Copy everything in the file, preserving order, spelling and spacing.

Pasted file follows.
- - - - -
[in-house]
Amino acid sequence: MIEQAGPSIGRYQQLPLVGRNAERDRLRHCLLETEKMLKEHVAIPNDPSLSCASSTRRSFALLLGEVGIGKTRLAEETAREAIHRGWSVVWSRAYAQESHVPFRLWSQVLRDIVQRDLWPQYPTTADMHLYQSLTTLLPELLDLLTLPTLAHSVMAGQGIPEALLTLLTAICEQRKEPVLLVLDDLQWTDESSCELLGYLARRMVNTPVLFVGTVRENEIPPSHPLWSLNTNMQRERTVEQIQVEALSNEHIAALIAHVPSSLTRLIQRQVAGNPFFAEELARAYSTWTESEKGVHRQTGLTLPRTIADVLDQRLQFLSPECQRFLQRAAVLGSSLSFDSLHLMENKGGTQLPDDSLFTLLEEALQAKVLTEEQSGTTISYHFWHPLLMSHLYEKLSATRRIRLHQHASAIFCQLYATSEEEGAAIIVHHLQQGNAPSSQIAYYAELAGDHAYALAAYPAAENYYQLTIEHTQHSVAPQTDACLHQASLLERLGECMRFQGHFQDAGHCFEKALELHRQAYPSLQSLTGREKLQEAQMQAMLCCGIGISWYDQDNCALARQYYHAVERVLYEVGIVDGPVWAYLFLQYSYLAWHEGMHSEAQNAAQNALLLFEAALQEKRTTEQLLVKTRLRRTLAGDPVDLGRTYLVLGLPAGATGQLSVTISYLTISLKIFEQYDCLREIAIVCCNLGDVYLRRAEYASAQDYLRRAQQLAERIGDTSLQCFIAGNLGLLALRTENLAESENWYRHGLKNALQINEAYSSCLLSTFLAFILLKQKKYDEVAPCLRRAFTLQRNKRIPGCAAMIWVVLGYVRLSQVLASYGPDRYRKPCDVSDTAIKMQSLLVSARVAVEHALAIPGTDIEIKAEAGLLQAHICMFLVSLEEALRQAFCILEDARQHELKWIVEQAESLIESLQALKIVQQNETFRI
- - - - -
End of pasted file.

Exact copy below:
[in-house]
Amino acid sequence: MIEQAGPSIGRYQQLPLVGRNAERDRLRHCLLETEKMLKEHVAIPNDPSLSCASSTRRSFALLLGEVGIGKTRLAEETAREAIHRGWSVVWSRAYAQESHVPFRLWSQVLRDIVQRDLWPQYPTTADMHLYQSLTTLLPELLDLLTLPTLAHSVMAGQGIPEALLTLLTAICEQRKEPVLLVLDDLQWTDESSCELLGYLARRMVNTPVLFVGTVRENEIPPSHPLWSLNTNMQRERTVEQIQVEALSNEHIAALIAHVPSSLTRLIQRQVAGNPFFAEELARAYSTWTESEKGVHRQTGLTLPRTIADVLDQRLQFLSPECQRFLQRAAVLGSSLSFDSLHLMENKGGTQLPDDSLFTLLEEALQAKVLTEEQSGTTISYHFWHPLLMSHLYEKLSATRRIRLHQHASAIFCQLYATSEEEGAAIIVHHLQQGNAPSSQIAYYAELAGDHAYALAAYPAAENYYQLTIEHTQHSVAPQTDACLHQASLLERLGECMRFQGHFQDAGHCFEKALELHRQAYPSLQSLTGREKLQEAQMQAMLCCGIGISWYDQDNCALARQYYHAVERVLYEVGIVDGPVWAYLFLQYSYLAWHEGMHSEAQNAAQNALLLFEAALQEKRTTEQLLVKTRLRRTLAGDPVDLGRTYLVLGLPAGATGQLSVTISYLTISLKIFEQYDCLREIAIVCCNLGDVYLRRAEYASAQDYLRRAQQLAERIGDTSLQCFIAGNLGLLALRTENLAESENWYRHGLKNALQINEAYSSCLLSTFLAFILLKQKKYDEVAPCLRRAFTLQRNKRIPGCAAMIWVVLGYVRLSQVLASYGPDRYRKPCDVSDTAIKMQSLLVSARVAVEHALAIPGTDIEIKAEAGLLQAHICMFLVSLEEALRQAFCILEDARQHELKWIVEQAESLIESLQALKIVQQNETFRI